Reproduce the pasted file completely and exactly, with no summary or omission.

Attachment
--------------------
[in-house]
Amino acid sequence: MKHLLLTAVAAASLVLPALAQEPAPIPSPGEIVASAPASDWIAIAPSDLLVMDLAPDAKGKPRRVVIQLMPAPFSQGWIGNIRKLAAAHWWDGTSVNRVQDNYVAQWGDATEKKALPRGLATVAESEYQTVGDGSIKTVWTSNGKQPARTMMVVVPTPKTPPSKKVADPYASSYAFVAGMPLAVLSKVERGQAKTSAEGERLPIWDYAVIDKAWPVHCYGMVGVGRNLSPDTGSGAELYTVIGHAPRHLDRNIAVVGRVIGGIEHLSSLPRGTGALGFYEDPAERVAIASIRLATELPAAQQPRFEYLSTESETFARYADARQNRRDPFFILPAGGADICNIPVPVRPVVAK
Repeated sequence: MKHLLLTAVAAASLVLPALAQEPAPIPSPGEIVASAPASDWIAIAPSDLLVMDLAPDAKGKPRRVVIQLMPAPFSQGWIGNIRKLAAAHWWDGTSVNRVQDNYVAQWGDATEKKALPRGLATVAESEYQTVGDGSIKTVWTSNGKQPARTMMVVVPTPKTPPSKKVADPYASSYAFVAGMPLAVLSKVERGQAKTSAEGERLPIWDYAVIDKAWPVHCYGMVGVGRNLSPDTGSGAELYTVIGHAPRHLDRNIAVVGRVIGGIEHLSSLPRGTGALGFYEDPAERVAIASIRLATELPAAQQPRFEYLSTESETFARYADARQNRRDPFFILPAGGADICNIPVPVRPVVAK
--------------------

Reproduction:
[in-house]
Amino acid sequence: MKHLLLTAVAAASLVLPALAQEPAPIPSPGEIVASAPASDWIAIAPSDLLVMDLAPDAKGKPRRVVIQLMPAPFSQGWIGNIRKLAAAHWWDGTSVNRVQDNYVAQWGDATEKKALPRGLATVAESEYQTVGDGSIKTVWTSNGKQPARTMMVVVPTPKTPPSKKVADPYASSYAFVAGMPLAVLSKVERGQAKTSAEGERLPIWDYAVIDKAWPVHCYGMVGVGRNLSPDTGSGAELYTVIGHAPRHLDRNIAVVGRVIGGIEHLSSLPRGTGALGFYEDPAERVAIASIRLATELPAAQQPRFEYLSTESETFARYADARQNRRDPFFILPAGGADICNIPVPVRPVVAK
Repeated sequence: MKHLLLTAVAAASLVLPALAQEPAPIPSPGEIVASAPASDWIAIAPSDLLVMDLAPDAKGKPRRVVIQLMPAPFSQGWIGNIRKLAAAHWWDGTSVNRVQDNYVAQWGDATEKKALPRGLATVAESEYQTVGDGSIKTVWTSNGKQPARTMMVVVPTPKTPPSKKVADPYASSYAFVAGMPLAVLSKVERGQAKTSAEGERLPIWDYAVIDKAWPVHCYGMVGVGRNLSPDTGSGAELYTVIGHAPRHLDRNIAVVGRVIGGIEHLSSLPRGTGALGFYEDPAERVAIASIRLATELPAAQQPRFEYLSTESETFARYADARQNRRDPFFILPAGGADICNIPVPVRPVVAK